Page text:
Pure sporting paradise awaits in the middle of a remote Highland loch.
Unlike the gin-clear waters of southern chalkstreams, where trout are visible and access is easy, Scotland’s wilderness offers endless mystery that remains untouched.
The Highlands and Islands hold thousands of lochs and rivers that few of us have ever fished. A plethora of fish-themed films and articles entice anglers to jet off to faraway lands, however we often forget what is in our own backyard.
Although we may not match the leviathans of New Zealand, Iceland and Jurassic Lake, Scotland boasts some of the most beautiful, secluded and, more importantly, wild fly fishing in the world. We all yearn for that fish ‘so large that not even I will have to lie about it afterwards’, but fish size is comparable to that of the water you’re fishing. Plus, there is more to fishing than just fish.
I have been lucky enough to find some of these truly spectacular wild trout lochs, where time stands still and that first glimpse over the final summit takes your breath away. Your imagination runs wild wondering what is under the surface, and whether this is the trip that you’ll find out.
Reaching these outer extremities is no walk in the park, however there are no limits when it comes to the ultimate exploration. Nothing is unobtainable and nowhere too far.
Gone are the days when I would carry almost every bit of tackle I owned regardless of whether I needed it or not. Having said this, of course I still put in a few extra bits to cover for all eventualities. Taking the right kit is essential for success – as is making sure you can physically get to your destination.
Up until fairly recently, hill lochs could only be fished from the bank, which, in some places, is no curse, allowing you to cover drop offs and reed beds. But this is all well and good, until you see that fish. It’s as if time slows as the fish’s back breaches the water, leaving a heavy wave riffling across the surface towards you, making your heart race. Typically, this fish is well out of casting range and short of diving in after it, there is no way to cover it.
The answer is float tubing. Although carrying one on your back for hours across Scotland seems crazy, it allows you to fish water you wouldn’t have even attempted in the past. One of the great advantages of having a float tube is being able to drift out on the water away from the most feared beast of the hill, the Scottish midge. Pure paradise awaits in the middle of any loch on a calm day.
Once on the water it is the most glorious feeling, and after witnessing one of my fishing companions drifting across the loch while fast asleep, it’s safe to say it’s extremely relaxing too. Perfect control using fins allows you to sit true in the wind, covering all the likely lies and cliff faces that would otherwise have never been fished. Who knows what might be lying there.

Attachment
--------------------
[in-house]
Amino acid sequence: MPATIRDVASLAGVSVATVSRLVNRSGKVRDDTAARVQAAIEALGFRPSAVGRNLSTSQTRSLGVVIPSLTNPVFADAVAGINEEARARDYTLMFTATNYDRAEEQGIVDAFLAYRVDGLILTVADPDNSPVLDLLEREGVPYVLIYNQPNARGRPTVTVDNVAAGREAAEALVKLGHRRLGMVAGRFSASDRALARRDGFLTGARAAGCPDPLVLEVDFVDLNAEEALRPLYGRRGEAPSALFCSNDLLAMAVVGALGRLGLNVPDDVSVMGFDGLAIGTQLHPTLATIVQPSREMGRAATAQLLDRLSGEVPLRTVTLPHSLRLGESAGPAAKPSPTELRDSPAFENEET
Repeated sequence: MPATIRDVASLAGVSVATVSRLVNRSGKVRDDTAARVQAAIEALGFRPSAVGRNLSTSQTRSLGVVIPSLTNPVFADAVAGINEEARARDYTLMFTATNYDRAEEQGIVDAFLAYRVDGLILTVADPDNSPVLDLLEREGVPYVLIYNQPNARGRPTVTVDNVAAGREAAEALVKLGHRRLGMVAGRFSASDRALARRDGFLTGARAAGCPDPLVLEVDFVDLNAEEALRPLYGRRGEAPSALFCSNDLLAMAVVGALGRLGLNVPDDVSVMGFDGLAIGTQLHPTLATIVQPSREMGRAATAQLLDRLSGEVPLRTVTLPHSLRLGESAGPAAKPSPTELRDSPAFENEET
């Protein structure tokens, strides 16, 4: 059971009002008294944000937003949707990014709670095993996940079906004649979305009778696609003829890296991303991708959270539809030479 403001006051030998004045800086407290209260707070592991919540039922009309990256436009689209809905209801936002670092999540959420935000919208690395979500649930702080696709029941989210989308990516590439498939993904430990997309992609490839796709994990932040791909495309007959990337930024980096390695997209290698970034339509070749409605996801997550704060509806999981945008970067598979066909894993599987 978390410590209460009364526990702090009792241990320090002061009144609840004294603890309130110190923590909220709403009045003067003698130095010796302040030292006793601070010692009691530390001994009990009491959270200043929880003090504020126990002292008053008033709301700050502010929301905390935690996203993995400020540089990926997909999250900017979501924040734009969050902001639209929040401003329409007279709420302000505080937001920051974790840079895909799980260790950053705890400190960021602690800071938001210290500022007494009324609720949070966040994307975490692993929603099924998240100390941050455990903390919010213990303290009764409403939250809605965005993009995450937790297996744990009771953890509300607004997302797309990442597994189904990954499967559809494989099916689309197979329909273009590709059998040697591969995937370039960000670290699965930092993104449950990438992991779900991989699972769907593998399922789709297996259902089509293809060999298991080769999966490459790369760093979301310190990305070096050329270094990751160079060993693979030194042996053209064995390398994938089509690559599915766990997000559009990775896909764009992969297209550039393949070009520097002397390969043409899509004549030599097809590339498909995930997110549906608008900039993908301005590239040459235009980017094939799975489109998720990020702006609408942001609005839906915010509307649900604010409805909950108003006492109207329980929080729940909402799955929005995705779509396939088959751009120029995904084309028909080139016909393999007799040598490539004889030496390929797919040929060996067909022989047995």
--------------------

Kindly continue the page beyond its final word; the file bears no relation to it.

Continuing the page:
Find a water system of lochs and connecting rivulets that you can follow for the day. Drift one loch, walk the river, drift another loch, walk the river, flicking your fly in as you go. These trips are quite simply the best way to spend a day catching peppy wild brownies from ½lb to 1lb and, if you’re fortunate, even bigger. Although not the largest trout, they fight with a zip that defies their meagre weight, and have the most vivid and stunning vermilion and black peppercorn markings, depending on the type of water.
Scotland’s remote hill has freshwater lochs of all shapes and sizes. Some no bigger than a tennis court, others large enough to lose yourself on for a whole day with a rod in hand. All, however, possess intoxicating charm. Generally, a 3 to 5wt rod is more than sufficient to make fighting these fish great sport, and should you encounter a bigger fish, really good fun. But be wary, when float tubing a small deep loch last summer I witnessed an 8wt rod being bent double, before the fish broke the nylon. If it is size you’re looking for, I can assure you that somewhere beneath those ripples is the trout of your dreams.
For me, however, the size of the fish is irrelevant. Catching some of the most beautiful trout in the world accompanied by a couple of friends, while surrounded by unimpaired, magical scenery, is what fishing these remote lochs is all about.
Losing yourself is not to be lost, but to leave everything behind and explore an untainted wilderness, which, to most, remains a mystery. Fly fishing offers our minds an escape unlike any other, and the untamed landscape is the auditorium of trout fishing that many only dream of. Our backyard has some of the most dramatic and striking places to fish on earth – all you have to do is find them.